Baptism of Our Lord

by Crossings

Genesis 1:1-5
Baptism of Our Lord
Analysis by Bruce T. Martin

1:1 In the beginning when God created the heavens and the earth, 2the earth was a formless void and darkness covered the face of the deep, while a wind from God swept over the face of the waters. 3Then God said, “Let there be light”; and there was light. 4And God saw that the light was good; and God separated the light from the darkness. 5God called the light Day, and the darkness he called Night. And there was evening and there was morning, the first day.

[Note: These few verses cannot be separated from the liturgical narrative 1:1-2:4a, nor indeed from the rest of the canon. And since they were written towards the end of the Babylonian Exile c. 540 BCE, we may also look to the most significant prophet of that era known to us as Second Isaiah (Isa. 40-55) for guidance. But in order to narrow the scope of this analysis, I am taking the Gospel text for today, Mark 1:1-11, as another creative “beginning” (Mark 1:1) that puts the first “beginning” (Gen. 1:1) into theological relief. Both beginnings are “good news” (Isa. 52:7); only the latter news is so much better.]

DIAGNOSIS: From the Beginning: How Dark the Darkness

Step 1: Initial Diagnosis (External Problem) : A Beginning, But to What Purpose?
Genesis 1 was and is addressed to Israel and to all those who call on “the God of Abraham, Isaac, and Jacob” for their identity and purpose. The One who called them out from the darkness and chaos of the nations to become his own people is the one and only God (Isa. 51:16; 54:5). This singular God is no idol of human making, neither a regional god confined to a particular plot of land nor a deity identified as Water or Sun, but the Creator of the cosmos and hence the Creator of world history. To the Israelites exiled in Babylon came this “good” news: YHWH is the only God (Genesis 1 uses the generic elohim); nothing ever happens apart from YHWH’s purposes; Israel’s sins are forgiven; her exile from the land of promise is coming to an end; and YHWH’s final purpose for Israel is about to be fulfilled. Thus, YHWH is “beginning” again what he had already begun and promised from the beginning (Gen. 1:1; 12:3; Isa. 46:10), that is, to make Israel his “servant” in the world and a “blessing” to all the nations, in order that all the earth may know that YHWH alone is God and respond in trust to his creative call. For Israel in Babylon amongst a plethora of gods, it was an open question whether YHWH was their God only or the one God of “the heavens and the earth” (v. 1; the expression denotes everything that is or ever will be). That question is definitively answered in Genesis 1.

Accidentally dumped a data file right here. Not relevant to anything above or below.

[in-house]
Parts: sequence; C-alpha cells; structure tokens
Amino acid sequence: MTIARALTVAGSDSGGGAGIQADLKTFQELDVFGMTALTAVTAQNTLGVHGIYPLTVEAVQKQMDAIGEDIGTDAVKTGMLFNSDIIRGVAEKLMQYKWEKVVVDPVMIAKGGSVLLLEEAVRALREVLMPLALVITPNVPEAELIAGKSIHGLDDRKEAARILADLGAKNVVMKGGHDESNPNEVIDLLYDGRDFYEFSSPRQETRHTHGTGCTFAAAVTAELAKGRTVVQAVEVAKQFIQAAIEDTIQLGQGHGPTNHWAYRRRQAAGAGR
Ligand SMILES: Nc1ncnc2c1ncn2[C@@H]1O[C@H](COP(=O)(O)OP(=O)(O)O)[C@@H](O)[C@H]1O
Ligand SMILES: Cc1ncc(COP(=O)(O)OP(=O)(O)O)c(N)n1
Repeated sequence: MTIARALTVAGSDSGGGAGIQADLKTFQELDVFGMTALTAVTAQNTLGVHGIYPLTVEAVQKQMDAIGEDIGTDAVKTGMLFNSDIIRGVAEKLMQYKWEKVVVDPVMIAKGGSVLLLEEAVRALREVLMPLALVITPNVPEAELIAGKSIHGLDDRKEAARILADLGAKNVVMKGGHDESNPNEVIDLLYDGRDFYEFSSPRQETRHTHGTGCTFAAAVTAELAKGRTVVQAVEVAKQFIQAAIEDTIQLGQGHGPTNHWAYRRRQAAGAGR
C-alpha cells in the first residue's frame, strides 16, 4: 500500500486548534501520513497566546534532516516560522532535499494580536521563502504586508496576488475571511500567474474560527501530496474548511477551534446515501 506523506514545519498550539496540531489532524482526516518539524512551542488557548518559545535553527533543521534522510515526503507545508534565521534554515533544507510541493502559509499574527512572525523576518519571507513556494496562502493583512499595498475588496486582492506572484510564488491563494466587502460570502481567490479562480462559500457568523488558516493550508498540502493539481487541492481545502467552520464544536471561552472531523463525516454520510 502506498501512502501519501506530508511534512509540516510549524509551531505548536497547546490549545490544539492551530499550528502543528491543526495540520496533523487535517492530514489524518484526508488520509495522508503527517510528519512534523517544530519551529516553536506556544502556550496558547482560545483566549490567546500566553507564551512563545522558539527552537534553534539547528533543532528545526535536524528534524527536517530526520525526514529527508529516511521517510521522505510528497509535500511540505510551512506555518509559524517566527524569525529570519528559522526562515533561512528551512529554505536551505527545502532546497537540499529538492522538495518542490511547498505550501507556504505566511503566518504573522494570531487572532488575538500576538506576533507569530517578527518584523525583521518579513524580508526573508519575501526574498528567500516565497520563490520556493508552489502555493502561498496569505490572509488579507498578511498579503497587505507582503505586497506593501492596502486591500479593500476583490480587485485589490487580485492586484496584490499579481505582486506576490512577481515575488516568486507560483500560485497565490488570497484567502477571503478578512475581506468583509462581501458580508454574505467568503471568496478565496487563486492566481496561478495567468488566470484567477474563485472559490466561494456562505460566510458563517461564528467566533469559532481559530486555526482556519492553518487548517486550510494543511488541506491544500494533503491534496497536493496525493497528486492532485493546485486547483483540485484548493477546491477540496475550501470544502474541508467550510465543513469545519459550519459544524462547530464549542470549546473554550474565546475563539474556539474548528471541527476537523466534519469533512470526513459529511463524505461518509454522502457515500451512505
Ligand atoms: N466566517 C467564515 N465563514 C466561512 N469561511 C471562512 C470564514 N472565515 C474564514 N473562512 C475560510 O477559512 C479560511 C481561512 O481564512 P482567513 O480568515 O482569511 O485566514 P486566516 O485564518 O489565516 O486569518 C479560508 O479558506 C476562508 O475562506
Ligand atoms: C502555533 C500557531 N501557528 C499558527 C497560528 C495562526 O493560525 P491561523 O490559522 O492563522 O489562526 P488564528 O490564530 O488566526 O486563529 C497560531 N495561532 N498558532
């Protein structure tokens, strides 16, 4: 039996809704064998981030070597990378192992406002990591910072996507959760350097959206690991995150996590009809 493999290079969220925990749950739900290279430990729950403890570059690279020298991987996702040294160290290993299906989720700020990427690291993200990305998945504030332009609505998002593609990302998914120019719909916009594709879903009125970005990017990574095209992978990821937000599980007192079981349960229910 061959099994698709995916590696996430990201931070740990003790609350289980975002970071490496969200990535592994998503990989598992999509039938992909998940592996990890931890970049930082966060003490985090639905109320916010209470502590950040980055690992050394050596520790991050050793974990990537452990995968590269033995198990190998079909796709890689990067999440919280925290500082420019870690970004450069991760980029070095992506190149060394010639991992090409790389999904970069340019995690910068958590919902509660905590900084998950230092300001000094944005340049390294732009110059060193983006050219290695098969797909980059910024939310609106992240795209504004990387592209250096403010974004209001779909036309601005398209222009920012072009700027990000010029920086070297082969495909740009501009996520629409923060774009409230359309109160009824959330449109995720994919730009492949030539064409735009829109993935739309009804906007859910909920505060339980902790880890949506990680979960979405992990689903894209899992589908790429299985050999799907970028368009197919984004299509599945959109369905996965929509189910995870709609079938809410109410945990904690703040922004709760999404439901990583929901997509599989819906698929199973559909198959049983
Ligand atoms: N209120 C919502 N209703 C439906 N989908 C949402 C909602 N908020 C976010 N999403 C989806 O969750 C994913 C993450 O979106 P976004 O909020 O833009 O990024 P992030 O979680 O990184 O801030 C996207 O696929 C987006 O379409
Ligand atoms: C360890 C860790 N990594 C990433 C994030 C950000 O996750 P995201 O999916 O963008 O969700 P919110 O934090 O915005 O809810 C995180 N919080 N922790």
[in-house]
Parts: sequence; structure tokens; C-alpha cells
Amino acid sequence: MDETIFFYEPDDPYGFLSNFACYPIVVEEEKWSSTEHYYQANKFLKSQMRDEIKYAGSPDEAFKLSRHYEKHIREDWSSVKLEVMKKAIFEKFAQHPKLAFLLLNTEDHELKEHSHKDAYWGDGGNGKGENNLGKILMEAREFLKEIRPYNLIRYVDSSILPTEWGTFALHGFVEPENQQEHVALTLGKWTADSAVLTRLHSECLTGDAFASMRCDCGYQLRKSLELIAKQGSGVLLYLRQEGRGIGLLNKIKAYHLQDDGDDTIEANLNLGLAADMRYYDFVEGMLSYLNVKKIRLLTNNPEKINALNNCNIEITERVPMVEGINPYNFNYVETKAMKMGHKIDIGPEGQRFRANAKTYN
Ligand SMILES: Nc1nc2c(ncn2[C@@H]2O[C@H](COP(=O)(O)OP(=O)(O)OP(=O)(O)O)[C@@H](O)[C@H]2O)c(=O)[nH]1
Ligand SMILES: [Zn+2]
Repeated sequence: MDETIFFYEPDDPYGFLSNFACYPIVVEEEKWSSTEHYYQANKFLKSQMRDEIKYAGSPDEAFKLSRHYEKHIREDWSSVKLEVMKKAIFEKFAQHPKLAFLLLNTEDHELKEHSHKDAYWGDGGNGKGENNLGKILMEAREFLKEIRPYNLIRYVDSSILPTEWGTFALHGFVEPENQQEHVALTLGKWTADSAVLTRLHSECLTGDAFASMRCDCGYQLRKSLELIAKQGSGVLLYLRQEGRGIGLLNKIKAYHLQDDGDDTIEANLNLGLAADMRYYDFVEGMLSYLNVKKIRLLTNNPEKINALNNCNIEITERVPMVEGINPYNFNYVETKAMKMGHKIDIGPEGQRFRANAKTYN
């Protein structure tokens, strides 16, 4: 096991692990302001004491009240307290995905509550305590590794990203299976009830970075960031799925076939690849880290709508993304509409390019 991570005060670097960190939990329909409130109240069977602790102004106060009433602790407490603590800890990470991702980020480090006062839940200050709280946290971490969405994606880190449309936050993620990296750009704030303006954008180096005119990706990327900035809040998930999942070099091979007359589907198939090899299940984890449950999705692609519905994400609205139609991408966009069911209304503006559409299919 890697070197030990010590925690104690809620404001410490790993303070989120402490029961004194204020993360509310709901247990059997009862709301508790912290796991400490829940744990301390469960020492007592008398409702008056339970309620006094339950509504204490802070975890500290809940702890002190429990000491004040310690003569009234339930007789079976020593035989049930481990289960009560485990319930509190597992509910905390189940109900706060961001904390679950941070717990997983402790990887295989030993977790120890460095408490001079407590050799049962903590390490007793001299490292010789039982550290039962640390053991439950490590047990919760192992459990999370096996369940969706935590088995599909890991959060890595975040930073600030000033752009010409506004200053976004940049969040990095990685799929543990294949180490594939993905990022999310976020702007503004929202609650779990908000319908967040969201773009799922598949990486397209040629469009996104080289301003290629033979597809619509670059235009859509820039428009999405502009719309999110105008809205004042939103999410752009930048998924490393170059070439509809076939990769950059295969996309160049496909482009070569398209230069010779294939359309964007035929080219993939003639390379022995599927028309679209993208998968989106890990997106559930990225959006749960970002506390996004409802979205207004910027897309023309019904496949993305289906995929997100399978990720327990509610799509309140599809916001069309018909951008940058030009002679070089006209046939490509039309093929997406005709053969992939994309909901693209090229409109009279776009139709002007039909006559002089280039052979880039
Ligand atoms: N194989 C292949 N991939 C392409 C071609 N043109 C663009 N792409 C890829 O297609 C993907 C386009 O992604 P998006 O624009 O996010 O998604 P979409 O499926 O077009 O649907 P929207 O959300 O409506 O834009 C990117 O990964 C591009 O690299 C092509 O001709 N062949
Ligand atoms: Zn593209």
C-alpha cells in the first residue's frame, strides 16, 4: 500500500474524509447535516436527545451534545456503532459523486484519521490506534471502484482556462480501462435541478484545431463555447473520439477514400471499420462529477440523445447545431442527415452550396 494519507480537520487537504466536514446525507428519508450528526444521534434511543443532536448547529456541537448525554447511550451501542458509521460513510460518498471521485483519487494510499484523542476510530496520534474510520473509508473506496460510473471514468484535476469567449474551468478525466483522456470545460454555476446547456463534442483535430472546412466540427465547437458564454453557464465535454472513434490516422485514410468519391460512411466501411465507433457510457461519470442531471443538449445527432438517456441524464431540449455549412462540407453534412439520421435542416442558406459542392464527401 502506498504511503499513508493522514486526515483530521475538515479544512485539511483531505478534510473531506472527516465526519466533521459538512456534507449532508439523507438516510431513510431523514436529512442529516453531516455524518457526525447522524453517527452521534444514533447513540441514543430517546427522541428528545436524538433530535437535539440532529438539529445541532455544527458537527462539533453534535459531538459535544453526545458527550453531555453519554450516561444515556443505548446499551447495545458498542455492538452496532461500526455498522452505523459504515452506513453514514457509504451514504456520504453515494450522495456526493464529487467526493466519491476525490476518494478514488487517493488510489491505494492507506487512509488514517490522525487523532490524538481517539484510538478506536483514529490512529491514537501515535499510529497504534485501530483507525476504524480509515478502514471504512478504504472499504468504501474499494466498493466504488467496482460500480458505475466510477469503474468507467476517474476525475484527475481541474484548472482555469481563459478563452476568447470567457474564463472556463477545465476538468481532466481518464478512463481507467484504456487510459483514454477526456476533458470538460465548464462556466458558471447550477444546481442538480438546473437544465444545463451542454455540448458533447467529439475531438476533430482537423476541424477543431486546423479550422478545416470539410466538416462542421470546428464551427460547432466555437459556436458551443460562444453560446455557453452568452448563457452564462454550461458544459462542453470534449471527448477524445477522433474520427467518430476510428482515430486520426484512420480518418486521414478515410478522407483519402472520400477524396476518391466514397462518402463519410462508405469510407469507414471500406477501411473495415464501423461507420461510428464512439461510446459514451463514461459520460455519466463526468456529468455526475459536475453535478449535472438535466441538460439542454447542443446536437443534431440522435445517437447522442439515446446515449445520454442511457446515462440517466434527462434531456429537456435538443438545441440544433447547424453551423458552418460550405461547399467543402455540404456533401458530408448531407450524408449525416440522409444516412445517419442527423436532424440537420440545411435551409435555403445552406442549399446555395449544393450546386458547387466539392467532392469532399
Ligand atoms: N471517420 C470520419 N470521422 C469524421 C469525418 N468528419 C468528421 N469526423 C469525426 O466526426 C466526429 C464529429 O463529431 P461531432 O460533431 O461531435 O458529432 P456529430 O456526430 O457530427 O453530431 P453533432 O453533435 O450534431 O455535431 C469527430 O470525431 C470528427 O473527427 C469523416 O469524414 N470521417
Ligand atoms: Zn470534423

Our text is not speaking abstractly about “creation” as a done deal but about YHWH’s purpose for calling Israel “from the beginning.” Yet Israel’s continual failure to answer YHWH’s call on behalf of all creation, and Israel’s latest subjugation by other world powers with their godless gods, does not thwart YHWH’s purpose (Isa. 54:5-8). YHWH is firmly in control of “everything” (v. 1) including world history (Isa. 45:7). That YHWH’s creation is “very good” (1:31; in the sense of pleasing to God) is because it is suitable for his purpose despite all the threatening forces that seem to undermine that purpose. “Do not fear,” YHWH claims, “for I am with you” (Isa. 41:10, etc.). Yet fear of the darkness all about, that is, the natural and world historical powers that are always subject to YHWH’s command, always seems to win out.

Step 2: Advanced Diagnosis (Internal Problem) : Persisting Darkness
Despite the reaffirmation of God’s commitment to Israel in exile (Isa. 51:6; 55:11), the problem of Israel’s continual failure to trust in YHWH was not solved by the Return to the land of promise. Metaphorically, the primordial “darkness” at creation’s beginning (v. 2) persists. The question as to whether creation is from nothing at all (v. 1) or from a chaotic mass (v. 2) is a modern one. The important question to Israel is this: In view of Israel as YHWH’s servant to the world (Isa. 49:1-7; already purposed in Gen. 12:1-3), will Israel’s persistent lack of trust in YHWH ultimately thwart the purpose for creation itself, or is that purpose hidden from view and/or still unfolding (Isa. 45:15-19)? How can human faithlessness coexist with the faithfulness of God? How then can creation as a whole be “very good” (1:31)? Through Israel, creation itself is at risk of falling back into the darkness from whence it came. How can Israel be a “blessing for all the nations” if she herself is continually in the dark?

Step 3: Final Diagnosis (Eternal Problem) : Unraveling Creation?